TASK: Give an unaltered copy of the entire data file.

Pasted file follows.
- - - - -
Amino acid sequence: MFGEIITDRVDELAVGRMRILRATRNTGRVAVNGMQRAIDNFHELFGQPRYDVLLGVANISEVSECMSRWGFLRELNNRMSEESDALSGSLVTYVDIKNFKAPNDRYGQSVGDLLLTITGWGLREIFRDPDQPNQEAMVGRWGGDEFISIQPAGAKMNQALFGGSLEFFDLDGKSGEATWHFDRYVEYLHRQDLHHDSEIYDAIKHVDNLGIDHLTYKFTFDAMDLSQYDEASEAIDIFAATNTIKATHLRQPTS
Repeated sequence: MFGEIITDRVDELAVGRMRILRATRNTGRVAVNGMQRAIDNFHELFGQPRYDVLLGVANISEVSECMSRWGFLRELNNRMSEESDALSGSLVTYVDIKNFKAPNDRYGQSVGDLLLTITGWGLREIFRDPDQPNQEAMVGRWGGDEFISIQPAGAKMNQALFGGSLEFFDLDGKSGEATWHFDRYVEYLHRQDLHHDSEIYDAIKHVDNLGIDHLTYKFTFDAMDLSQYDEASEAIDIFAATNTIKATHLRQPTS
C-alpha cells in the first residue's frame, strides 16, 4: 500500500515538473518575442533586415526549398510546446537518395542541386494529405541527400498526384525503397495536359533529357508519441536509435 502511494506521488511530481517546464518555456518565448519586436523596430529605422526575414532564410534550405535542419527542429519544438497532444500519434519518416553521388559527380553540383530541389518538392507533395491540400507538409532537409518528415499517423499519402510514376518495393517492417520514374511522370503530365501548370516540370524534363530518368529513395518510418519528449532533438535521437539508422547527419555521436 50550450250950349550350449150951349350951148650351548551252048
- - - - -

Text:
Amino acid sequence: MFGEIITDRVDELAVGRMRILRATRNTGRVAVNGMQRAIDNFHELFGQPRYDVLLGVANISEVSECMSRWGFLRELNNRMSEESDALSGSLVTYVDIKNFKAPNDRYGQSVGDLLLTITGWGLREIFRDPDQPNQEAMVGRWGGDEFISIQPAGAKMNQALFGGSLEFFDLDGKSGEATWHFDRYVEYLHRQDLHHDSEIYDAIKHVDNLGIDHLTYKFTFDAMDLSQYDEASEAIDIFAATNTIKATHLRQPTS
Repeated sequence: MFGEIITDRVDELAVGRMRILRATRNTGRVAVNGMQRAIDNFHELFGQPRYDVLLGVANISEVSECMSRWGFLRELNNRMSEESDALSGSLVTYVDIKNFKAPNDRYGQSVGDLLLTITGWGLREIFRDPDQPNQEAMVGRWGGDEFISIQPAGAKMNQALFGGSLEFFDLDGKSGEATWHFDRYVEYLHRQDLHHDSEIYDAIKHVDNLGIDHLTYKFTFDAMDLSQYDEASEAIDIFAATNTIKATHLRQPTS
C-alpha cells in the first residue's frame, strides 16, 4: 500500500515538473518575442533586415526549398510546446537518395542541386494529405541527400498526384525503397495536359533529357508519441536509435 502511494506521488511530481517546464518555456518565448519586436523596430529605422526575414532564410534550405535542419527542429519544438497532444500519434519518416553521388559527380553540383530541389518538392507533395491540400507538409532537409518528415499517423499519402510514376518495393517492417520514374511522370503530365501548370516540370524534363530518368529513395518510418519528449532533438535521437539508422547527419555521436 50550450250950349550350449150951349350951148650351548551252048